Over the past two semesters, I was pleased to have had the opportunity to intern at the Union and Snyder County courthouses. The position was one I actively sought out based on the assumption that it would help me understand—at a hands-on level—what I might be doing after completing law school. As it turned out, the internship taught me far more than I had originally imagined it would.
As an intern I did a lot of observing. I often sat next to the court stenographer during proceedings and spent much of my time thinking about the specific type of procedure that was before the court. I was interested in what made one case different from other cases in the same category and how these differences might ultimately affect the judge’s decisions. Afterward, I often had extensive discussions with the judge about what I thought of each case and how I might handle a similar scenario. In addition to the observations, I read a lot of case files, which led to asking a lot of questions about various laws and procedures. I also was a filer, photo-copier and researcher on a variety of cases.
Some of the highlights of my internship included my fairly free access to behind-the-scenes conversations between judges, secretaries, lawyers and the district attorney and other members of the court work group. This was the part of my internship where I probably learned the most. Other highlights included serving as a principal organizer of a mock-trial between two local high schools for Union County’s bicentennial. This project consisted of contacting both schools, setting up meetings, and, my favorite part, looking at real files dating back to 1813 (the first year the Union County Courthouse was established). In addition, I greatly enjoyed the excitement of high-security hearings, interacting with coworkers and legal professionals in high-stress situations, and of course, the annual holiday party.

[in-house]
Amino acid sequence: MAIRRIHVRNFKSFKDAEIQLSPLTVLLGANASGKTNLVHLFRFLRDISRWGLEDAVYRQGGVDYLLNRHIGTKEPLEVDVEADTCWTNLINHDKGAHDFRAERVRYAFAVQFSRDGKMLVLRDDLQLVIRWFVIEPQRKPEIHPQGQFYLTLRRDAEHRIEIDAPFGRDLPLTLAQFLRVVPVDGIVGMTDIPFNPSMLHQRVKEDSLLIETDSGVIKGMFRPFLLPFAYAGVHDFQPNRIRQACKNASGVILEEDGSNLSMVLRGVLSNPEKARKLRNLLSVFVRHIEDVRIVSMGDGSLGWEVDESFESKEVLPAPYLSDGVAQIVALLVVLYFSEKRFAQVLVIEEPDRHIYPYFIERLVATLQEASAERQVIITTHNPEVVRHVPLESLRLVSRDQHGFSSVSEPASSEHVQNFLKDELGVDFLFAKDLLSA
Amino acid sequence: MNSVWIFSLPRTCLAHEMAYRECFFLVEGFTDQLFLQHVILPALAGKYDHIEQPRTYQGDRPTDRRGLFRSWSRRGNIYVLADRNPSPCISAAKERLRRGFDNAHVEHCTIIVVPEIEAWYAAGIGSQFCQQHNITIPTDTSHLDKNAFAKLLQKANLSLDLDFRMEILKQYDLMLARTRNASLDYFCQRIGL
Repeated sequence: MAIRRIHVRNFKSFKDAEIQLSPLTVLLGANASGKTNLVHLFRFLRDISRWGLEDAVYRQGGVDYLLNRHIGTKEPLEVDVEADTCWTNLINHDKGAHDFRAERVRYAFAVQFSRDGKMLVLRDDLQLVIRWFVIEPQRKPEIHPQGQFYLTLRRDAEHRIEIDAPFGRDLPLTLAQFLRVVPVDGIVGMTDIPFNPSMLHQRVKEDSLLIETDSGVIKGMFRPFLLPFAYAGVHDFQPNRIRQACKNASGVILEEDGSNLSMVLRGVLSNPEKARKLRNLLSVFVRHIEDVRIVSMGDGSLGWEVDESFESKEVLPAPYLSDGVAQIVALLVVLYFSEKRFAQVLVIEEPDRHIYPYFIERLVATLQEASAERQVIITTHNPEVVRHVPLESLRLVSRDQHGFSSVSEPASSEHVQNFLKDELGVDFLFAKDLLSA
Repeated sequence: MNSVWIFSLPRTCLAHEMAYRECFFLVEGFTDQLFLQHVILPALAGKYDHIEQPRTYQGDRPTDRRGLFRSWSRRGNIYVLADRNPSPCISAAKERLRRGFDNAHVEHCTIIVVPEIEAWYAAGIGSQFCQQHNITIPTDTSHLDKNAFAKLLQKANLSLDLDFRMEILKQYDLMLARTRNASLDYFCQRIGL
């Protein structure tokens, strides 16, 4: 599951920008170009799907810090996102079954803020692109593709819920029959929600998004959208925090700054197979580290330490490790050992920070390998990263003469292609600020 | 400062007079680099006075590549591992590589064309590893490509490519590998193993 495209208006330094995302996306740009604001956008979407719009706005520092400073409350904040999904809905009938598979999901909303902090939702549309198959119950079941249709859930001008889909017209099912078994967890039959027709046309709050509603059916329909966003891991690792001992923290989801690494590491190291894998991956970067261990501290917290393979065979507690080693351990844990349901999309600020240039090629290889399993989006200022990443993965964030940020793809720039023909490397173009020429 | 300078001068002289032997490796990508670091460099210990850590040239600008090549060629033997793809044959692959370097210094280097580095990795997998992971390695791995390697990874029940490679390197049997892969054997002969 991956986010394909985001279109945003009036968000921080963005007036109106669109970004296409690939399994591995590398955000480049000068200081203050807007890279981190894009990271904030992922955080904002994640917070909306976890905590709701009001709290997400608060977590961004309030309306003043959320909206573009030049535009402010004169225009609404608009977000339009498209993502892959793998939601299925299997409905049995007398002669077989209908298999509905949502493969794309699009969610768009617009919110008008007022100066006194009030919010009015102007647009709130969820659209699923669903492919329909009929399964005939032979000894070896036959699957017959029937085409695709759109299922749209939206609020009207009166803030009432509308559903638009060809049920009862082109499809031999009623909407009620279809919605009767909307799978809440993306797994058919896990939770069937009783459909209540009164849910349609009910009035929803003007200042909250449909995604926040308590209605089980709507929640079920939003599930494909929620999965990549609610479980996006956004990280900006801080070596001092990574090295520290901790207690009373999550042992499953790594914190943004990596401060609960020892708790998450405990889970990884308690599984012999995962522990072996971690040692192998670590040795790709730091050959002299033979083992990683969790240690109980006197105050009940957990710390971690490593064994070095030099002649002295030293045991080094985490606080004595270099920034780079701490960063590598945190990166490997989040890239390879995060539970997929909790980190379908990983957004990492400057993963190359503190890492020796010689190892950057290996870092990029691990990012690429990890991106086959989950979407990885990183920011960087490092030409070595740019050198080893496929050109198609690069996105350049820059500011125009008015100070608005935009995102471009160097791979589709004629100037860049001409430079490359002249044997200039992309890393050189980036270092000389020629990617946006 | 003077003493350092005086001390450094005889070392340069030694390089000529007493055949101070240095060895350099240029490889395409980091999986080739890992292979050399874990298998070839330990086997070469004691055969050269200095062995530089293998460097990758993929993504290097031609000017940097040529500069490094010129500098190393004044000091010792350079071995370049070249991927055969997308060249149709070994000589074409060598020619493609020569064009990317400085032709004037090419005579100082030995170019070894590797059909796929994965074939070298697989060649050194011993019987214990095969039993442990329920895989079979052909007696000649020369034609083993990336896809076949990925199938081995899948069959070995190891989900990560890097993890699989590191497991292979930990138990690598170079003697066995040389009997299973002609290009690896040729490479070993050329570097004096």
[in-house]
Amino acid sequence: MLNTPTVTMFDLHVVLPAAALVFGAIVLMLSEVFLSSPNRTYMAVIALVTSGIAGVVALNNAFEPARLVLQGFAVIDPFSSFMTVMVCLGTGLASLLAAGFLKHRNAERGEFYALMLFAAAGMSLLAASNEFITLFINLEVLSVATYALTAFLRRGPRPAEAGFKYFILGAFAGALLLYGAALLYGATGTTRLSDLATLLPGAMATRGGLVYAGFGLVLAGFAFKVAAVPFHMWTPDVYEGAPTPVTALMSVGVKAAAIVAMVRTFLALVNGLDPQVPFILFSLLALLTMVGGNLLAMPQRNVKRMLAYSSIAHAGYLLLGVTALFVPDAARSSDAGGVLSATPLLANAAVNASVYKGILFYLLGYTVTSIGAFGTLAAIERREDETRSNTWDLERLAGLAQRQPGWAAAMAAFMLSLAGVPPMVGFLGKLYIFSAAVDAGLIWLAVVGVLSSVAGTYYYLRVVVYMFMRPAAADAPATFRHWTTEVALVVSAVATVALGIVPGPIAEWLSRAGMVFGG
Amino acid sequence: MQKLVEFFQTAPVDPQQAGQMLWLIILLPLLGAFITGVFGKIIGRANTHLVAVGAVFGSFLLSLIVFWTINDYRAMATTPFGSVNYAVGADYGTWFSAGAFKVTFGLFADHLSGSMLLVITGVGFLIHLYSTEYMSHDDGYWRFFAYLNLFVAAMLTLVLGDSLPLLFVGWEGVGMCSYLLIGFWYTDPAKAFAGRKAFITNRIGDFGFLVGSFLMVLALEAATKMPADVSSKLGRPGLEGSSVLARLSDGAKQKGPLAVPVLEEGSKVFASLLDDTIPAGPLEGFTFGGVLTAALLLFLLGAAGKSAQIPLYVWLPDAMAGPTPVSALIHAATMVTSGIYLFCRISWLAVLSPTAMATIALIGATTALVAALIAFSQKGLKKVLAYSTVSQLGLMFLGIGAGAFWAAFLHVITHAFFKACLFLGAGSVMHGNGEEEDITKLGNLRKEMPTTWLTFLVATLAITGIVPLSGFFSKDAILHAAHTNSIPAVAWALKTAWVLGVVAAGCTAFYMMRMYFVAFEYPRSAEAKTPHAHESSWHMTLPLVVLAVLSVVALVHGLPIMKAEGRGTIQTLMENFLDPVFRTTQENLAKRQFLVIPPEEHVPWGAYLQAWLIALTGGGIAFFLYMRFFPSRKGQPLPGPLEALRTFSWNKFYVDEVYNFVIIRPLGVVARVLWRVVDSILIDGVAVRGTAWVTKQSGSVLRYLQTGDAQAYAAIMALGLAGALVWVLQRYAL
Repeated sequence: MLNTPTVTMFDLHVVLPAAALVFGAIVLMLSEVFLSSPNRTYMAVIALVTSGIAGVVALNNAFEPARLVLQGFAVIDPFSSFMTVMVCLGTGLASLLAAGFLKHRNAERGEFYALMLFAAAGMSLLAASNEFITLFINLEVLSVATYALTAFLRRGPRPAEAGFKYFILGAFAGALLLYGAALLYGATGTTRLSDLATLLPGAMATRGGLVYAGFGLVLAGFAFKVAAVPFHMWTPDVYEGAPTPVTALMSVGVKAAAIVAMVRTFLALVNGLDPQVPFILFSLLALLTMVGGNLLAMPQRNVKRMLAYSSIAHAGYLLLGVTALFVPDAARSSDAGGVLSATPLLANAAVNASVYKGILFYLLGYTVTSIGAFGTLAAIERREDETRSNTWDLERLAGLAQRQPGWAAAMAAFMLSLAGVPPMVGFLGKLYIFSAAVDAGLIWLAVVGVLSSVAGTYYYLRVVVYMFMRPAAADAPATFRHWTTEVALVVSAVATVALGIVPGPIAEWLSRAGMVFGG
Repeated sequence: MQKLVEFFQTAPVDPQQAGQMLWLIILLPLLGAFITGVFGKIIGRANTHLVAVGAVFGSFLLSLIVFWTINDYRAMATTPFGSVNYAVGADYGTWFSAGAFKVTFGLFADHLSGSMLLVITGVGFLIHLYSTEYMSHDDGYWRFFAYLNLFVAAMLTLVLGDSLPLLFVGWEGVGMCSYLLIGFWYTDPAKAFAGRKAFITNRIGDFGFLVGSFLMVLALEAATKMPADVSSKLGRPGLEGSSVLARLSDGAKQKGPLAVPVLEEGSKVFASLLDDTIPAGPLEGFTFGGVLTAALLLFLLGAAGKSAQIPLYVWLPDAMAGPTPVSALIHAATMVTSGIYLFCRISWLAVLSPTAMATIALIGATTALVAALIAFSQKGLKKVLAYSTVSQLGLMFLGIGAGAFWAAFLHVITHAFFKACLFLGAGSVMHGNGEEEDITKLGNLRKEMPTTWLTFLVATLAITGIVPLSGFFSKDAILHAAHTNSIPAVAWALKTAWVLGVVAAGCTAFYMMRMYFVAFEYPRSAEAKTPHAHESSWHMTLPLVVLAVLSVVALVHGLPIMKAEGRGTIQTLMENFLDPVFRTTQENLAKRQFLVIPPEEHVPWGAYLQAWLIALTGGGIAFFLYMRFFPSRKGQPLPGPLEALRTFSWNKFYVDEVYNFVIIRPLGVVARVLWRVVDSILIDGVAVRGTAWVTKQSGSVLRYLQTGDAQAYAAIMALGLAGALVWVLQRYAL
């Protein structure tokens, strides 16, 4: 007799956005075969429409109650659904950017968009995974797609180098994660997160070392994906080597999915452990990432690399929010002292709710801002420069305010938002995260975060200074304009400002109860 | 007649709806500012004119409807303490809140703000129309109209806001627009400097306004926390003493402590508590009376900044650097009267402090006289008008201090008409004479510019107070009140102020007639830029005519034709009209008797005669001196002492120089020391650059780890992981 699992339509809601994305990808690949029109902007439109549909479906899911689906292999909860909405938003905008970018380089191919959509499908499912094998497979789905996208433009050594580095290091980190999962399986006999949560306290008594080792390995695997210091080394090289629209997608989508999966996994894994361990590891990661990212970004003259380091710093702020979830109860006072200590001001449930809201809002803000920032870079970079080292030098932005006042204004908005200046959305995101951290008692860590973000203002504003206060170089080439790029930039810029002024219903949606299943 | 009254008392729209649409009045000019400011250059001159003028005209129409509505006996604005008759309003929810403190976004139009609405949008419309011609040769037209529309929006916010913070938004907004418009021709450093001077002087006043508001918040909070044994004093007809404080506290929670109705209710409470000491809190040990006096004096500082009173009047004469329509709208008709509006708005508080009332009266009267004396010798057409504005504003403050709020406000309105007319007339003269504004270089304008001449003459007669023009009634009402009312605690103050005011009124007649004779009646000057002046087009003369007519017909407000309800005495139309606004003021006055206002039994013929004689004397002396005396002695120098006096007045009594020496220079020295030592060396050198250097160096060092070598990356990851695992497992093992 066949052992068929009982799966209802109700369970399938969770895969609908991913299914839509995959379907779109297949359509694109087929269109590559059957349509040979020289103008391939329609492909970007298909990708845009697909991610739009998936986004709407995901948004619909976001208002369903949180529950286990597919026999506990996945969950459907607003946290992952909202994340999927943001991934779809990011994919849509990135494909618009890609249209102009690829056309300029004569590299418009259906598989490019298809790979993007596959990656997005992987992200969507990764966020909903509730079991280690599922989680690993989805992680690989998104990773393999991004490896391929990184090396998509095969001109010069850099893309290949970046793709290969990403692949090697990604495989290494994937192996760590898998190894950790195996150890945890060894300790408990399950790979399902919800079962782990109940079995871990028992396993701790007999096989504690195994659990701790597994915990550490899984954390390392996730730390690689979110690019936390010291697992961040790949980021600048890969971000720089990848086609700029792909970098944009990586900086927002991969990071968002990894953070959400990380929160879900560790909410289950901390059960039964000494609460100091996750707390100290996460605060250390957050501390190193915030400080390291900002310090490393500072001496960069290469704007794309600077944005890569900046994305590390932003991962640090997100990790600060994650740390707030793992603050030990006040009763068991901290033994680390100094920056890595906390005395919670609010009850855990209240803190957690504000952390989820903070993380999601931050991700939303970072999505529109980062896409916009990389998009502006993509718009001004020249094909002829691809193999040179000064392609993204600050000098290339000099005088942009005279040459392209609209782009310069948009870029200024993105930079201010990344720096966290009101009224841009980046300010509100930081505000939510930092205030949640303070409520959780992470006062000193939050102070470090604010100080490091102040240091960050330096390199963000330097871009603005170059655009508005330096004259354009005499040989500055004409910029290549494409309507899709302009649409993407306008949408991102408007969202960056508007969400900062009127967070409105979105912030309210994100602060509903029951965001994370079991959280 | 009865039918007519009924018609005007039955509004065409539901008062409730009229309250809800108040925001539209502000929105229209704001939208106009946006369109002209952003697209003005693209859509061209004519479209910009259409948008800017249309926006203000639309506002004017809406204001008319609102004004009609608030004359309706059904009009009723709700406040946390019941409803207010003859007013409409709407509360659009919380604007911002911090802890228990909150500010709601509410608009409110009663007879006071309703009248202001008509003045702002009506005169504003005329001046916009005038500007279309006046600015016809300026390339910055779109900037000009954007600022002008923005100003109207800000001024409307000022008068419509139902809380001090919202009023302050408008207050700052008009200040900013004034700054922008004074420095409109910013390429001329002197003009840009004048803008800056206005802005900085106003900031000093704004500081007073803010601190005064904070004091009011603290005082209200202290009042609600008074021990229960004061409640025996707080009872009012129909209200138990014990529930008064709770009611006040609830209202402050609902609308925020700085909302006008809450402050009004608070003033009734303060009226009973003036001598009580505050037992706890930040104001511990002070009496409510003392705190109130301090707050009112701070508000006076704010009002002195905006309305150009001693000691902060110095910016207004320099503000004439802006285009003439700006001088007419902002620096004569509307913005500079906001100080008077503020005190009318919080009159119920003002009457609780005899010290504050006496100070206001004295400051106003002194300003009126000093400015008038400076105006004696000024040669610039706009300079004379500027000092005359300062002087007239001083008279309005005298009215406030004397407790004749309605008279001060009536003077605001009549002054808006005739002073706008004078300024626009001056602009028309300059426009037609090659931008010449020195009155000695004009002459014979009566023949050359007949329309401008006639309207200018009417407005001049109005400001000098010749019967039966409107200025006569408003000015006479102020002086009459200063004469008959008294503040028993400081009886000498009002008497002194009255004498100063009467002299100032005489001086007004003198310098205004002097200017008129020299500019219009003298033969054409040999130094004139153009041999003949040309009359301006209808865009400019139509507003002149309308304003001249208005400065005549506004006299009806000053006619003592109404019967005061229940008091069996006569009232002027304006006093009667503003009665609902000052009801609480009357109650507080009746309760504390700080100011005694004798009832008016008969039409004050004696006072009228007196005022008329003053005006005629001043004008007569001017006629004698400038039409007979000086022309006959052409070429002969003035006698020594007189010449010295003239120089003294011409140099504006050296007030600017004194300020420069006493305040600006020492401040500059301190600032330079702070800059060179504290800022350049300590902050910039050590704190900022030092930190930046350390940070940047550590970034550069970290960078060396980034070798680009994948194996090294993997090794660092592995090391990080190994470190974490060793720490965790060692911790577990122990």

I learned a lot from this internship and could not be more grateful to have had the experience. I learned that, at the end of the day, judges and lawyers and policemen are all just normal folks. I think the position allowed me to become much better at handling myself and my emotions in stressful situations. Most importantly, I learned that, contrary to what I had originally believed, law school is not for me. As I initially approached the internship, I was thankful to have been given the opportunity to gain real-world legal experience that would allow me to beef up my law school applications. Now, I realize the thing I am most thankful for is to know ahead of time—before spending tens of thousands of dollars on law school—that a career in law is not what I want.